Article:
These included when a mission could launch, the velocity it could achieve, and the time it would take to rendezvous with the object. Under the circumstances, they felt that the best option was to wait for future technological breakthroughs—such as those being pursued by Breakthrough Starshot (a concept for a laser-driven interstellar solar sail).
These conclusions have proven very applicable, thanks to the detection of a second interstellar object passing through our solar system in as many years. In their most recent study, the research team once again used Optimum Interplanetary Trajectory Software (OITS), which was developed by team-member Adam Hibberd, to assess all available options for sending a spacecraft to rendezvous with an interstellar object.
These included the optimal launch vehicle (like NASA's Space Launch System (SLS) or SpaceX's Falcon Heavy) the optimal trajectory for the mission, and the best type of spacecraft. In the end, they determined that humanity has the capability of rendezvousing with an interstellar object using existing technology, and came up with a mission architecture that could make that happen.
This mission would rely on a heavy-launch vehicle and could alternately employ a two-ton (1.8 metric ton) or a 3 kg (6.6 lbs) CubeSat spacecraft. Depending on when it launched and what its preferred trajectory would be, it might also need to conduct a Jupiter flyby and Solar Oberth maneuver to catch up with C/2019 Q4 (Borisov). As Dr. Hein explained:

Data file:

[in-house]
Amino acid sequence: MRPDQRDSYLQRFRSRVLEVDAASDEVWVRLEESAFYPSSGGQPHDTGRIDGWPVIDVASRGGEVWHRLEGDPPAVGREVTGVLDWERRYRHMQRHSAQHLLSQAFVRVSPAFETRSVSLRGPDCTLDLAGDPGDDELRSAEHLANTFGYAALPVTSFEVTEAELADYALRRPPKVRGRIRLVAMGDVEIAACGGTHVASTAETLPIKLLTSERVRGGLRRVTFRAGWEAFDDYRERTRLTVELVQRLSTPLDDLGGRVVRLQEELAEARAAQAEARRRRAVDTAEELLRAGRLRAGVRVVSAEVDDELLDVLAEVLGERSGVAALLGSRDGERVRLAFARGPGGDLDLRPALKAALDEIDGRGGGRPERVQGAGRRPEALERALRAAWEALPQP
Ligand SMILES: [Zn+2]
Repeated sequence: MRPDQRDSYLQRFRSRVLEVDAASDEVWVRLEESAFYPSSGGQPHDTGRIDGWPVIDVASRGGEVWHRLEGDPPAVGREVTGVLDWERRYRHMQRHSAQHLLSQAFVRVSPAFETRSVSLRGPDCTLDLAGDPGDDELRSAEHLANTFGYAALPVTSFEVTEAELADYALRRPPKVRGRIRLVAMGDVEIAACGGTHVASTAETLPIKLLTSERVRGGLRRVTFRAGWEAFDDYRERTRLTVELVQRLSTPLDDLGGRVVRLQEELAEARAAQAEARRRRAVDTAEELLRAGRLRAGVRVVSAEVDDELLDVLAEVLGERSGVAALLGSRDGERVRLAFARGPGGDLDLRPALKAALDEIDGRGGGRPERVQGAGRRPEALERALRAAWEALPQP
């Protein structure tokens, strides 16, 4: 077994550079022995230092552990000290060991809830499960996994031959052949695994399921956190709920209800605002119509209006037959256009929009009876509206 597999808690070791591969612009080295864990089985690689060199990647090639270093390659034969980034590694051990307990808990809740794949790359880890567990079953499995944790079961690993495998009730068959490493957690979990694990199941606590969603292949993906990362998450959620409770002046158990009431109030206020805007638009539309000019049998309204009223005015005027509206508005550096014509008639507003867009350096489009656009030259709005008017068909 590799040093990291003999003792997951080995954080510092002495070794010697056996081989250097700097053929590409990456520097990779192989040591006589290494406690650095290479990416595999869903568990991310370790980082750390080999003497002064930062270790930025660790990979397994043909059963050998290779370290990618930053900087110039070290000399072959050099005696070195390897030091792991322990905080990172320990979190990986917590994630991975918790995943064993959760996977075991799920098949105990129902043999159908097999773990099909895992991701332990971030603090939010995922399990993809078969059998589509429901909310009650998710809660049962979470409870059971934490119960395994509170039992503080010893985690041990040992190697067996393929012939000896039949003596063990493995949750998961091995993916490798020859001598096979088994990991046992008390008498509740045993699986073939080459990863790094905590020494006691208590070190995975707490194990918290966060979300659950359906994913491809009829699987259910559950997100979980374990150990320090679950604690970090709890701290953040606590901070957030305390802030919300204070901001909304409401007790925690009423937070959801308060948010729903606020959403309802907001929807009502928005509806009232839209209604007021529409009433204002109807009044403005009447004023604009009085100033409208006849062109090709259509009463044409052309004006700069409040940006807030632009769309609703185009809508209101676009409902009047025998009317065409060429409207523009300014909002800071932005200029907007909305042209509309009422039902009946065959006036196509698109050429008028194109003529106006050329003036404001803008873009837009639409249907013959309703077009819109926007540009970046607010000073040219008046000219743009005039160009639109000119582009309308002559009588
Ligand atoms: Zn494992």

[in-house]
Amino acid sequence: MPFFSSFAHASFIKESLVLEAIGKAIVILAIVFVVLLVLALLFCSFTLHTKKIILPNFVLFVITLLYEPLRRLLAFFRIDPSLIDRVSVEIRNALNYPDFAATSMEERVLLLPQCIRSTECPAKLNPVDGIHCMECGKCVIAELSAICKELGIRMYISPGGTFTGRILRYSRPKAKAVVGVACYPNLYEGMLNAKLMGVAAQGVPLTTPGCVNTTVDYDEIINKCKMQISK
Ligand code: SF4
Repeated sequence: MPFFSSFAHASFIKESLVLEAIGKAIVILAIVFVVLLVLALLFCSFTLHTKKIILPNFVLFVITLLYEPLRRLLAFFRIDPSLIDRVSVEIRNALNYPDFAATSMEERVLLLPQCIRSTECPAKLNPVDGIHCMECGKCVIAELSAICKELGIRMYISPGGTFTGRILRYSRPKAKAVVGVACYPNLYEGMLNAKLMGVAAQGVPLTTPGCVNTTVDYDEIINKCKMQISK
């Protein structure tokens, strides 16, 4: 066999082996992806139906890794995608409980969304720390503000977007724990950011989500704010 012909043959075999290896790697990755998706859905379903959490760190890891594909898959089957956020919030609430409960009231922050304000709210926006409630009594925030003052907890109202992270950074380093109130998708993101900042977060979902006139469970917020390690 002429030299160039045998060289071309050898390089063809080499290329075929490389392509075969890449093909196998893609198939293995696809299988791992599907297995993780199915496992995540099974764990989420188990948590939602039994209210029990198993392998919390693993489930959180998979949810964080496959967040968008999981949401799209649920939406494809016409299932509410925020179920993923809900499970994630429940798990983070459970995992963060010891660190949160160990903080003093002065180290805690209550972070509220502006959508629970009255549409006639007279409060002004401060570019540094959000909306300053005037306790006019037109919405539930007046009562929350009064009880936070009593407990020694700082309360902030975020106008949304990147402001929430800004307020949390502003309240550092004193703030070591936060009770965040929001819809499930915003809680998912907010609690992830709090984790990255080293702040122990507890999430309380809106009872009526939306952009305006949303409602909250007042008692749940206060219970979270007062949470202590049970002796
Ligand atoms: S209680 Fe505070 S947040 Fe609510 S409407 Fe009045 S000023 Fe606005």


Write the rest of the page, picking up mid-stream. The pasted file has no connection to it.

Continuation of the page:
"Our results show that for both, 'Oumuamua and C/2019 Q4 (Borisov), we already have the technology to visit these objects. Regarding 'Oumuamua, we can launch a spacecraft toward it even beyond the year 2030. There is plenty of time to develop such a spacecraft. The case for C/2019 Q4 (Borisov) is a bit more tricky, as it is faster than 'Oumuamua. But even for this object, we could have sent a two-ton spacecraft to it with a Falcon Heavy if we would have launched it in 2018."
"Later missions are also possible, but require a bigger launcher. Future telescopes will be able to detect such objects much earlier and with adequate preparation, we can send a spacecraft on an encounter mission. So we have the technology to do this, and with the discovery of C/2019 Q4 (Borisov), we also know that we probably have plenty of opportunities to fly to such an object."
Once again, the presence of an interstellar object in our solar system is a major source of excitement. In addition to all the opportunities to learn from them, C/2019 Q4 and 'Oumuamua confirm that objects from distant stars pass through our system pretty regularly; they also show that we are at a point where we can detect, track and study them.
But it is especially exciting knowing that in the future, we will be able to study them up close. In fact, the ESA is currently working on a mission that could very well be the one to rendezvous with a future interstellar object. It's known as the Comet Interceptor, a "fast-class" concept consisting of three spacecraft that will wait in space until a pristine comet appears, and rapidly catch up with it.
"We imagine two types of research," Dr. Hein said. "First, remote sensing, for example, with a telescope taking pictures. Second, we can analyze material from the object directly by shooting an impactor into it and catching some of the particles from the dust plume that is generated with the main spacecraft. This would provide unique insights into the composition of the object."
As for what this research could reveal, Dr. Hein has some thoughts on that too: "I can only speculate, but we might see evidence that organic molecules, the building blocks for life, actually travel between star systems, and who knows? Maybe life itself might actually spread between stars in our galaxy."